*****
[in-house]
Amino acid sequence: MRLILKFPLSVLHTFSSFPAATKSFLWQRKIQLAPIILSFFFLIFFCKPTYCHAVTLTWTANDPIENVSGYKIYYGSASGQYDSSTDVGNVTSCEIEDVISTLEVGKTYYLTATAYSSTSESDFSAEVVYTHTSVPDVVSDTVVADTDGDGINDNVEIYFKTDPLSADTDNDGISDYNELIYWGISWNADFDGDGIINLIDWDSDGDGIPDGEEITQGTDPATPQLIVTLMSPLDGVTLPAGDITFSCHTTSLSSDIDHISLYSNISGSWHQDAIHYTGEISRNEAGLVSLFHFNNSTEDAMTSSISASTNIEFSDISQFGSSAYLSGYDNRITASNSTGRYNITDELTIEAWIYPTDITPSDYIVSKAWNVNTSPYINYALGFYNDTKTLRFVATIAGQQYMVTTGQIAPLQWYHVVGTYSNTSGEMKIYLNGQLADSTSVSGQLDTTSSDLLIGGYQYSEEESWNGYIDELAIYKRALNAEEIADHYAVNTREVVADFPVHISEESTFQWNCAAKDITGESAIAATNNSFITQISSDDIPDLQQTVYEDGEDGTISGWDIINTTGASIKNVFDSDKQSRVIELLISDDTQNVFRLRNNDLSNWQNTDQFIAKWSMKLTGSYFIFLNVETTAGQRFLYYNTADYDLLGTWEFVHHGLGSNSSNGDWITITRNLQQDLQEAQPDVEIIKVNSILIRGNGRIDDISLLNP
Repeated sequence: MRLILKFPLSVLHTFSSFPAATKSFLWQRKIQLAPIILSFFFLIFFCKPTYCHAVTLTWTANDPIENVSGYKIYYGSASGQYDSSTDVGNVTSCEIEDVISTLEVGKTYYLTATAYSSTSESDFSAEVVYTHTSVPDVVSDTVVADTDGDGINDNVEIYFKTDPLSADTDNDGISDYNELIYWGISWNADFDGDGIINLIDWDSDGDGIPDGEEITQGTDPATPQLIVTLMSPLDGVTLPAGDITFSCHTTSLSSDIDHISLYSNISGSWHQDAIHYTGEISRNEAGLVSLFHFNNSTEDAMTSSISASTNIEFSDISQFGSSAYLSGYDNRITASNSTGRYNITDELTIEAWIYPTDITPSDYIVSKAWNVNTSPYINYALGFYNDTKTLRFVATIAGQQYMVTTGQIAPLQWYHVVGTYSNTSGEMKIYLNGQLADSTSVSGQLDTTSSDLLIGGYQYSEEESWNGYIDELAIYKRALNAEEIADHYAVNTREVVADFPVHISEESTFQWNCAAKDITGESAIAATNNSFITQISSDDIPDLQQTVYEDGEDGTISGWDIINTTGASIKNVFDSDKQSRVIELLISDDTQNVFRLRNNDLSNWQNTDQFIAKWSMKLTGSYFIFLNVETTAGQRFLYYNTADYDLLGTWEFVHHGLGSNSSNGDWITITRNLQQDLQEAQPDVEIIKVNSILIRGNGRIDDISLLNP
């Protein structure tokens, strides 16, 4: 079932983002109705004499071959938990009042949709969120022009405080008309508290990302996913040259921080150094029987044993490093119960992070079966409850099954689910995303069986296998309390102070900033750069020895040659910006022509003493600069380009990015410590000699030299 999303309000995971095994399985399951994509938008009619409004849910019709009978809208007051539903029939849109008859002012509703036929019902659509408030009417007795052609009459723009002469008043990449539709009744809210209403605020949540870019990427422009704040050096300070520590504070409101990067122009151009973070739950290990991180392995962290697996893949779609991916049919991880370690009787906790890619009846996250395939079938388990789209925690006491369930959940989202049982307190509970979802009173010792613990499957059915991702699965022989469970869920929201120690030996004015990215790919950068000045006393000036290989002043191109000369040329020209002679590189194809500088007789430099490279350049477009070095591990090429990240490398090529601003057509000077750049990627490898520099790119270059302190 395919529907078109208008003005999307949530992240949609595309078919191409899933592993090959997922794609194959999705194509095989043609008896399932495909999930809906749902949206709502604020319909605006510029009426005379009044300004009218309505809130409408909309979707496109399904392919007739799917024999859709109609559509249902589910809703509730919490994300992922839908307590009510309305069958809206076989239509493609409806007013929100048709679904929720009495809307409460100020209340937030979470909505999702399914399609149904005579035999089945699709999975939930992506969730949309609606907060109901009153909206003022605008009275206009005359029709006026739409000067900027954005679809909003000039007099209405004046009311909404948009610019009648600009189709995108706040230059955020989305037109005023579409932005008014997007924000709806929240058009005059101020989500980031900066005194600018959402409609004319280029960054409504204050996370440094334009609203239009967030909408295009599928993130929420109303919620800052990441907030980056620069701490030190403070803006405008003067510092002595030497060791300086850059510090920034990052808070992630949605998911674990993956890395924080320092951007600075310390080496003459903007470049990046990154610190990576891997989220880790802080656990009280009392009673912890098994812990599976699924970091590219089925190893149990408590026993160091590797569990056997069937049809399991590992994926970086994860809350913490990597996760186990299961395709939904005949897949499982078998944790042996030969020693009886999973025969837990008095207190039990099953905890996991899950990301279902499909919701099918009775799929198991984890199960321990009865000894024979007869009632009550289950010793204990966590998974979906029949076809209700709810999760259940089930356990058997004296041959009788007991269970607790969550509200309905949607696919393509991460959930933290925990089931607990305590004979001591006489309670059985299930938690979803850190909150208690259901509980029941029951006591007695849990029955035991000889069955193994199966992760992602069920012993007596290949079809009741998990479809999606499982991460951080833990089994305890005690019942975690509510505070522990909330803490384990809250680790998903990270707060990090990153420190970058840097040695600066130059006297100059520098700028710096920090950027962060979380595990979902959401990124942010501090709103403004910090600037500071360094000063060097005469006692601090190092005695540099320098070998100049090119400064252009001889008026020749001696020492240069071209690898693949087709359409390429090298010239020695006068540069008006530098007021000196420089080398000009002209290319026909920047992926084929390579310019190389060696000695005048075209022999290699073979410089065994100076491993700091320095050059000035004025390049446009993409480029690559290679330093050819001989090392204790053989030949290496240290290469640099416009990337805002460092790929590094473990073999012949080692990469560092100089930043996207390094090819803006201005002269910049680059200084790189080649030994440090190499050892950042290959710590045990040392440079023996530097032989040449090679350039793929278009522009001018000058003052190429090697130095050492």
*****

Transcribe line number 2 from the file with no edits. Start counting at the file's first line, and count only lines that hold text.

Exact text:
Amino acid sequence: MRLILKFPLSVLHTFSSFPAATKSFLWQRKIQLAPIILSFFFLIFFCKPTYCHAVTLTWTANDPIENVSGYKIYYGSASGQYDSSTDVGNVTSCEIEDVISTLEVGKTYYLTATAYSSTSESDFSAEVVYTHTSVPDVVSDTVVADTDGDGINDNVEIYFKTDPLSADTDNDGISDYNELIYWGISWNADFDGDGIINLIDWDSDGDGIPDGEEITQGTDPATPQLIVTLMSPLDGVTLPAGDITFSCHTTSLSSDIDHISLYSNISGSWHQDAIHYTGEISRNEAGLVSLFHFNNSTEDAMTSSISASTNIEFSDISQFGSSAYLSGYDNRITASNSTGRYNITDELTIEAWIYPTDITPSDYIVSKAWNVNTSPYINYALGFYNDTKTLRFVATIAGQQYMVTTGQIAPLQWYHVVGTYSNTSGEMKIYLNGQLADSTSVSGQLDTTSSDLLIGGYQYSEEESWNGYIDELAIYKRALNAEEIADHYAVNTREVVADFPVHISEESTFQWNCAAKDITGESAIAATNNSFITQISSDDIPDLQQTVYEDGEDGTISGWDIINTTGASIKNVFDSDKQSRVIELLISDDTQNVFRLRNNDLSNWQNTDQFIAKWSMKLTGSYFIFLNVETTAGQRFLYYNTADYDLLGTWEFVHHGLGSNSSNGDWITITRNLQQDLQEAQPDVEIIKVNSILIRGNGRIDDISLLNP